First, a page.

So I’m sitting here trying to think of ways I can continue to buy Fancy Feast for Crum the Cat. Several people have proposed that I ought to start doing dokusan sessions online via Skype and charge money for them. But that idea, frankly, makes me want to vomit. Dokusan, for those who may not know, is a private personal interview with a Zen teacher, usually conducted as part of a sesshin or Zen retreat. Though participants usually pay for Zen retreats, and though some of that money normally goes to the teacher, it is not customary to charge specifically for dokusan. Besides which, if it’s not done in the context of a retreat it isn’t really dokusan, at least in my understanding of what dokusan is supposed to be.
I’ve been sending my resume out to colleges and universities who run writing programs to see if they’ll hire me to teach creative writing. Then it occurred to me. Do I really need a university to hire me to do that? Maybe I could do that myself and eliminate the middle man.
My upstairs neighbor Dave teaches writing at the University of Akron. So I went up there and asked if I could borrow a syllabus from one of his classes. I looked it over and figured I could adapt his strategy to an online course in creative writing to be taught by me.
I’m thinking I could offer a ten week course with 4 – 6 writing assignments that I would personally evaluate. Students would get the benefit of my experience as a professional writer, which is something I’ve been doing for at least ten years before Hardcore Zen came out in 2003. I was writing all sorts of stuff for Tsuburaya Productions. And before that I wrote for zines and science fiction mags. That’s like 20 years as a writer, not even counting the comic books and shitty poetry I wrote starting when I first learned to write.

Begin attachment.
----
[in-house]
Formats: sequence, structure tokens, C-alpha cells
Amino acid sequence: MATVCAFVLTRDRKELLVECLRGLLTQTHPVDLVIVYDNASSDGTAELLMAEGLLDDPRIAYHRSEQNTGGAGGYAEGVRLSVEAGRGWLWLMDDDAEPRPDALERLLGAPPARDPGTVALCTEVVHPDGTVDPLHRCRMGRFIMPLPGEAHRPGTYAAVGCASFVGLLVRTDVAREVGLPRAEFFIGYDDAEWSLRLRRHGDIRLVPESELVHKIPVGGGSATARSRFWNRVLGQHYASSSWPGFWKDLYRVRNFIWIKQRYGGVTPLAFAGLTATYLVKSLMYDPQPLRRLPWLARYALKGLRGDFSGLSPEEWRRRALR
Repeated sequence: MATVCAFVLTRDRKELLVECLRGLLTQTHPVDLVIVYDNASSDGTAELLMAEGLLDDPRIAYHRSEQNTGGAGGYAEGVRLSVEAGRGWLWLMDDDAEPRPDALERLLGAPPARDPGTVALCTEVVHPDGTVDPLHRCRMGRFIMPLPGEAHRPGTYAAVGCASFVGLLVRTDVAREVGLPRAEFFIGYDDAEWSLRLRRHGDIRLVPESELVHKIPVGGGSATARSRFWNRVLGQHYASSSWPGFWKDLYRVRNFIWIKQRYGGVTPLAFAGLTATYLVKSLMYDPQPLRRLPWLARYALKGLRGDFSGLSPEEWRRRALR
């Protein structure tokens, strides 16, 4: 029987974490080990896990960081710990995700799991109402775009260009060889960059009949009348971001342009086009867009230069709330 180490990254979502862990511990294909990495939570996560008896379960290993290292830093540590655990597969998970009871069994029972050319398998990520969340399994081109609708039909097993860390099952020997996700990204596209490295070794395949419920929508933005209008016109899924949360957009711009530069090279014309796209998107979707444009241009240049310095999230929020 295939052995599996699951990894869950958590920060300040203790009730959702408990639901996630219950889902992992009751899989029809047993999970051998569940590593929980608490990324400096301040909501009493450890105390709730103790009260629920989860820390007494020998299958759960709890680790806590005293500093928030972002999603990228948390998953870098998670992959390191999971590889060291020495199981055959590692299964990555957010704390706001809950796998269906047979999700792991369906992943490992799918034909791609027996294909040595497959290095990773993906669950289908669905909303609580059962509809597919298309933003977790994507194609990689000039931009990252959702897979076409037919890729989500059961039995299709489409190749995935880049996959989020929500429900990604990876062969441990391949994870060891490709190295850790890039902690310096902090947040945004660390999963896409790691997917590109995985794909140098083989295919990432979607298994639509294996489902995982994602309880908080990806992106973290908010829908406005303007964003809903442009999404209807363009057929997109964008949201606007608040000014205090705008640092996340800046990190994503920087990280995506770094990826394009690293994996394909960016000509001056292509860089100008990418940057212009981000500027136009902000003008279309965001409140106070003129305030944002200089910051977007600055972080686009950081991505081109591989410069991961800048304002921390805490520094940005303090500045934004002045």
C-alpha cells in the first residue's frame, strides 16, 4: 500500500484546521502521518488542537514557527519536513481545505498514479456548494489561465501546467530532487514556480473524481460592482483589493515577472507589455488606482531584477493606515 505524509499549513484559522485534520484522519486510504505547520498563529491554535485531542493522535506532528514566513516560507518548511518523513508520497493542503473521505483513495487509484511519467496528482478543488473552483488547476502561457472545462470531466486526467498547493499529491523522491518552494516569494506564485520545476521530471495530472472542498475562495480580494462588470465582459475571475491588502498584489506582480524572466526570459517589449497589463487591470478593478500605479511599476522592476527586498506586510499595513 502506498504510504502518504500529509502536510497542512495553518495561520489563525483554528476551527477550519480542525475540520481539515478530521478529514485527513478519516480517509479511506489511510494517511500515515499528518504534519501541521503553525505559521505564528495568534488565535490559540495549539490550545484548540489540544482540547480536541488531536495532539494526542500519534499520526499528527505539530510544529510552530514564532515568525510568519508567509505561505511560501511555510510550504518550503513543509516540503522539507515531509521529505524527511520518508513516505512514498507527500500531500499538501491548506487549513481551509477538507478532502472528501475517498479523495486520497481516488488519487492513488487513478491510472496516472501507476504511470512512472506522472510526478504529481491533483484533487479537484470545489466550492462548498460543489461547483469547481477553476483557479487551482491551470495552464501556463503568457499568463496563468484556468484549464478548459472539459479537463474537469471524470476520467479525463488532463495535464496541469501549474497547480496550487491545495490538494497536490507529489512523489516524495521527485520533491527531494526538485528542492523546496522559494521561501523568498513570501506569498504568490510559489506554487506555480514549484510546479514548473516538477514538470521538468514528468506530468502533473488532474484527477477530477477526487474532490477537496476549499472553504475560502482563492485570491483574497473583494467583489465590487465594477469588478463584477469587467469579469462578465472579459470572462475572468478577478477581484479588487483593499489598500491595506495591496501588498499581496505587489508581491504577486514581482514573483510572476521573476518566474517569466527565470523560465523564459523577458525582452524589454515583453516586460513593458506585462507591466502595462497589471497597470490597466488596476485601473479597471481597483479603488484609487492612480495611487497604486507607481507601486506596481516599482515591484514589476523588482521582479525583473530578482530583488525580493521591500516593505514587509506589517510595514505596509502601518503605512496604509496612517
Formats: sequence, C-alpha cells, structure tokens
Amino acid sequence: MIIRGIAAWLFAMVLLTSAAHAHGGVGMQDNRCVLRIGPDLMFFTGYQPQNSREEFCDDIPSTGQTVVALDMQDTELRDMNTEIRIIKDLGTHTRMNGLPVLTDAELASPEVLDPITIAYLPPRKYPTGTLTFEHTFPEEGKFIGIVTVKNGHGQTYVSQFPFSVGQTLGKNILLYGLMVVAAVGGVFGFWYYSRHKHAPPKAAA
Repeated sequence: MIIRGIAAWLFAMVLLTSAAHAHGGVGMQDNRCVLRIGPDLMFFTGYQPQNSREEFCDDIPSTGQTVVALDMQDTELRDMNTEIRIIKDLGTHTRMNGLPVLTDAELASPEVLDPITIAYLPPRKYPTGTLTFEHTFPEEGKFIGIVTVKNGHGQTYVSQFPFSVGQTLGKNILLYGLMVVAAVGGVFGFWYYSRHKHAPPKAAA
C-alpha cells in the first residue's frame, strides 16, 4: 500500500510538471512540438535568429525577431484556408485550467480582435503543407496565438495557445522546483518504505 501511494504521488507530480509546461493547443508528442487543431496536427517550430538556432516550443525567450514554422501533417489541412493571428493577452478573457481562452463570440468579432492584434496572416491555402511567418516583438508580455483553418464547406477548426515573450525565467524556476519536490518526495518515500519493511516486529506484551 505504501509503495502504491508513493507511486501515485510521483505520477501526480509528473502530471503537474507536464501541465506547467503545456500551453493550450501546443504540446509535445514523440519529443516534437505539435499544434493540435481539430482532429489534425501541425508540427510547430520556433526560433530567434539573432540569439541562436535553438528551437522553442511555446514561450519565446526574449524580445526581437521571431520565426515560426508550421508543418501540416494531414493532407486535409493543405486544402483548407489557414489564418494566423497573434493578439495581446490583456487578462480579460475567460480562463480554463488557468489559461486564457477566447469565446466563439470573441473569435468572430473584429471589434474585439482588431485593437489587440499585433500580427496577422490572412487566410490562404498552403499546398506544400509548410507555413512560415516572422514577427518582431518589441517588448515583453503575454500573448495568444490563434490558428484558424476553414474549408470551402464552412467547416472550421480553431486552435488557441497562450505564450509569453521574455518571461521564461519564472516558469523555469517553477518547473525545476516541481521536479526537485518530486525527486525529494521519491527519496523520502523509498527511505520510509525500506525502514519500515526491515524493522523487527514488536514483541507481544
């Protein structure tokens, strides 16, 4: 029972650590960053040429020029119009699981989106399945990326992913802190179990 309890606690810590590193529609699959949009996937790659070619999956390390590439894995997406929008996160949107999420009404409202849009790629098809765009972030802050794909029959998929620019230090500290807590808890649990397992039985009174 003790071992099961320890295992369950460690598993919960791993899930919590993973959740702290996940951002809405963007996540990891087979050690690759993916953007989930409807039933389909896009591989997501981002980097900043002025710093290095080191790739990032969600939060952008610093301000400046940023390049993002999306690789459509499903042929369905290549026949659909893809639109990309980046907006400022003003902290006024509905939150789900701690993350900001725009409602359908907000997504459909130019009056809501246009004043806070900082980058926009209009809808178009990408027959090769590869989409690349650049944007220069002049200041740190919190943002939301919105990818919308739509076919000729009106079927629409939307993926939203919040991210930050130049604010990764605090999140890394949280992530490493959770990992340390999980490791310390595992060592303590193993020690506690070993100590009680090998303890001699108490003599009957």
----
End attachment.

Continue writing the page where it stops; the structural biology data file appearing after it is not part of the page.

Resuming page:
I couldn’t help get anyone published. I could tell you how I went about doing it. But I have no connections that are going to work for anyone else. I can show you how to make your work publishable, though.
In order to make this worth the time and headaches it would cost me, I’d have to charge at least $350 per student. I may have to charge more, in fact, because it would be a whole big bunch of work for me. The going rate for online writing courses appears to vary between $300 and $800. Although I haven’t been able to find any examples of someone like me, an independent published author, offering such a course. I’m sure such examples must exist somewhere. I would imagine the prestige of the writer in question would determine the price. Does anyone know of a writer who independently offers online writing courses?
So the question I’m asking all of you nice folks is: Would you be interested in taking such a course? I doubt that most of the regular contributors to this blog’s comments section are going to want to do it. So I’m hoping to hear from a few ordinary citizens. This page gets a thousand or more hits a day. So I know that it’s not just those same five guys reading it.
Remember Crum the Cat is depending on you!
You know we've been through this discussion so I won't berate you with e-publishing again–even though if you'd really listened to me you could be making quite a lot of money at it by now… 🙁
Anyway, I think the online course is a good idea. My wife also did that for awhile and it worked decently. You should probably get a bit more clear about what type of writing you'll be teaching. She did young adult fiction, so a particular genre could be useful.
She also taught how to get an agent, write a good query letter, etc.
The other thing someone mentioned above was to evaluate manuscripts. You can charge a certain amount per page and basically you give notes and line edits on a manuscript. Its hard work but can be sometimes 200-300 bucks to comment on one book.
Writers will pay for this stuff so you can certainly do it if you market yourself well and provide a good service.
If you ever want to discuss e-publishing again, feel free to contact me. I do think there are things you can that are much less work to make money in the current publishing climate.
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I would be interested, but I'm already quite busy in college as it is. I think it's a good idea, and it could be a rewarding experience.
Thanks for the advice Gniz.
My eBook has earned me about $75 so far. That's not much cat food.
Brad, I read in one of your blogs that a good way to keep your eyes from blurring or going unfocused during zazen is to draw a little dot on the wall and focus to keep it clear. I';ve seen you recommend this at least 3 times.
The other day while meditating with my little "dharma dot" as I call it, it started to move into little squiggles and dance all over the place.